The American Society of Agronomy (ASA) is a scientific and professional society of agronomists and scientists of related disciplines, principally in the United States but with a large number of non-U.S. members as well. It was founded in 1907 with the objective of 'the increase and dissemination of knowledge concerning soils, crops, and the conditions affecting them.' One of its founding members was Charles Piper, who would become its president in 1914. The first president was Mark A. Carlton and the first annual meeting was held in Washington, D.C., in 1908. Two daughter societies were subsequently formed, the Soil Science Society of America and the Crop Science Society of America. The ASA is headquartered in Madison, Wisconsin, and publishes a number of scientific journals. The ASA holds annual meetings attended by thousands of its members.
Covering the bases with cover crops
Most of us think that farmers grow and harvest crops for food. That's true for many crops: they either feed humans or farm animals. However, there's another category of crop that has a vital function in agricultural systems.
You may have noticed that after a heavy rainstorm, creeks and rivers often turn the color of chocolate milk. That cloudy brown color is caused by sediments—weathered rock material ranging in size from tiny granules of mud ...
When trees aren't 'green'
Most of us don't consider forests a source of pollution. As natural bodies, they should be good for the environment. But a recent study in Japan shows that older cedar and cypress plantations are causing as much pollution ...
Probiotics—for plants: Helpful bacteria promote growth, less fertilizer on crops
July 8, 2015- Recent research (and commercials) tell us probiotic products are good for our health, with benefits ranging from improved digestion to managing allergies and colds, Just as humans can benefit from the good bacteria ...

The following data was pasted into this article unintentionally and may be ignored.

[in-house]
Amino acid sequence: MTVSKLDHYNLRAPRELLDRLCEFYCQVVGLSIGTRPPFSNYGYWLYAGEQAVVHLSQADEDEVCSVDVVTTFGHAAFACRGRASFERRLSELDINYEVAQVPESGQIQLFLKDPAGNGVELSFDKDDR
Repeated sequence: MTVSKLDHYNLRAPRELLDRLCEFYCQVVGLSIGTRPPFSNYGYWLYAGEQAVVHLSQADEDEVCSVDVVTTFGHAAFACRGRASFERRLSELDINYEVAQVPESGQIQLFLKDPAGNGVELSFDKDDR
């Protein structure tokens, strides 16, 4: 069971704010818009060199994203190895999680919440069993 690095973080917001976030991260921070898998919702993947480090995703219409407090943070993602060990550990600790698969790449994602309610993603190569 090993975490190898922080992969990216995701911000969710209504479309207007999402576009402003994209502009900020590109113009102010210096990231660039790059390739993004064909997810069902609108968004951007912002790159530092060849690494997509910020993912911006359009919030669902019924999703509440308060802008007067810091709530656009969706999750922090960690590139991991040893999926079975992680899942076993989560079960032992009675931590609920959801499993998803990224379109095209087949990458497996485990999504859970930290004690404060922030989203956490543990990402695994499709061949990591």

Hypoallergenic parks: Coming soon?
Ah-choo! If you suffer from seasonal allergies, you're probably sick of this refrain. And you're not alone. Millions of Americans suffer from seasonal allergies. Moreover, there are allergy sufferers around the world echoing ...
S'no water in Sierra Nevadas
Most of us have strong opinions about snow during the winter. For some, it's a curse. Others enjoy the recreation heavy snowfall brings. Yet, once warmer weather comes, we tend to forget about those piles of fluffy white ...
A tale of two (soil) cities
As we walk along a forest path, the soil beneath our feet seems like a uniform substance. However, it is an intricate network of soil particles, pores, minerals, soil microbes, and more. It is awash in variety.
Recycled water, salt-tolerant grass a water-saving pair
Plants need water. People need water. Unfortunately, there's only so much clean water to go around—and so the effort begins to find a solution.
Better switchgrass, better biofuel
Using switchgrass to produce biofuel is one way to decrease the United States' dependence on oil, but growing it and making it profitable can be complicated.
Food or fuel? How about both?
In the United States, federal mandates to produce more renewable fuels, especially biofuels, have led to a growing debate: Should fuel or food grow on arable land? Recent research shows farmers can successfully, and sustainably, ...